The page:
Group offers blueprint for wise infrastructure investment
A coalition of industry and public interest groups and transportation officials this week issued a set of principles for how the incoming administration and Congress should invest hundreds of billions of dollars in infrastructure projects as part of an economic stimulus package.
President-elect Obama and Congress are considering spending between $500 billion to $1 trillion to jump start the economy, with much of the money targeted at projects that have already been approved at the state and local level.
The organization, America 2050, said projects must meet new thresholds for accountability, transparency, and economic and environmental performance to qualify for government funding. It summed up its five-point strategy as: Fix, Phase, Green, Train and Count.
“We should only invest in projects that achieve job creation in the short run while creating the foundation for long-term economic success and energy independence,” the statement said. It was signed by 26 individuals and organizations, including Norfolk Southern Corp., a major freight railroad, and Emil Frankel, a consultant and former former assistant secretary for transportation policy in the Department of Transportation.
The group said the government’s first priority should be to fix existing roads, bridges, transit, passenger and freight rail systems and other physical facilities the economy relies on.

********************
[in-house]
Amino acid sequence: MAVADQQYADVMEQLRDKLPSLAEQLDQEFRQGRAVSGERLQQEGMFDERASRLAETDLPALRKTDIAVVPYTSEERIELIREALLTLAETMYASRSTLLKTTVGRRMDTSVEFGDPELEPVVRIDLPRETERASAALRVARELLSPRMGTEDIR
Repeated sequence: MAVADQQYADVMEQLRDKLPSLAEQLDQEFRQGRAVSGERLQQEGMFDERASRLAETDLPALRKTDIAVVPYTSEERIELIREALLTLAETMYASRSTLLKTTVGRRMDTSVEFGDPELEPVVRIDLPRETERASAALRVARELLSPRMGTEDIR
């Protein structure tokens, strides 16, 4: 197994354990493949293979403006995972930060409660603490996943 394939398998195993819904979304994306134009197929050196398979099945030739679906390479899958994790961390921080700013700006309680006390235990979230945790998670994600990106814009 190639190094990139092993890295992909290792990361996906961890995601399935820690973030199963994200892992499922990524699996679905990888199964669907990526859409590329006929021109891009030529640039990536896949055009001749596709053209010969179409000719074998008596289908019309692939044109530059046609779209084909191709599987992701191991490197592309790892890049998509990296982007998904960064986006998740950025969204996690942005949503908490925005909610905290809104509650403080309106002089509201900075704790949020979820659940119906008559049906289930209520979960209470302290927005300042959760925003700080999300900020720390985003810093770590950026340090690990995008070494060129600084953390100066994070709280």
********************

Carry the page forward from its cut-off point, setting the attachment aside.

The money should be phased in rather than dispersed to local and state governments at once because there are limits to how many projects can be started at once. A series of phases would allow for the development of strategic projects, job training, and the building of capacity in construction, manufacturing, engineering and project management fields, America 2050 said.
Priority should also be given to projects that promote energy independence, safeguard the environment, and reduce sprawl and greenhouse gas emissions.
The group called for investment in job training programs to ensure workers have the necessary skills and projects are efficiently completed.
Some of the funds should be set aside to measure the effectiveness of infrastructure projects against benchmarks such as job creation, cost-effectiveness, greenhouse gas reduction, increased energy efficiency, congestion reduction and other factors.
The coalition said normal state funding formulas and pork barrel spending need to be replaced by a federal oversight committee to streamline the investment process and ensure only significant projects are funded. The idea is similar to a National Infrastructure Bank, or independent commission, proposed by Obama, Sens. Chris Dodd, D-Conn., and Chuck Hegel, R-Neb., and several studies to channel money to projects that meet national criteria.
And the group proposed creation of a National Recovery and Renewal Council comprised of representatives from the federal, state, and city agencies and private sector that would report directly to the White House on ways to eliminate red tape from the project approval process and establish benchmarks for funding eligibility. ' Eric Kulisch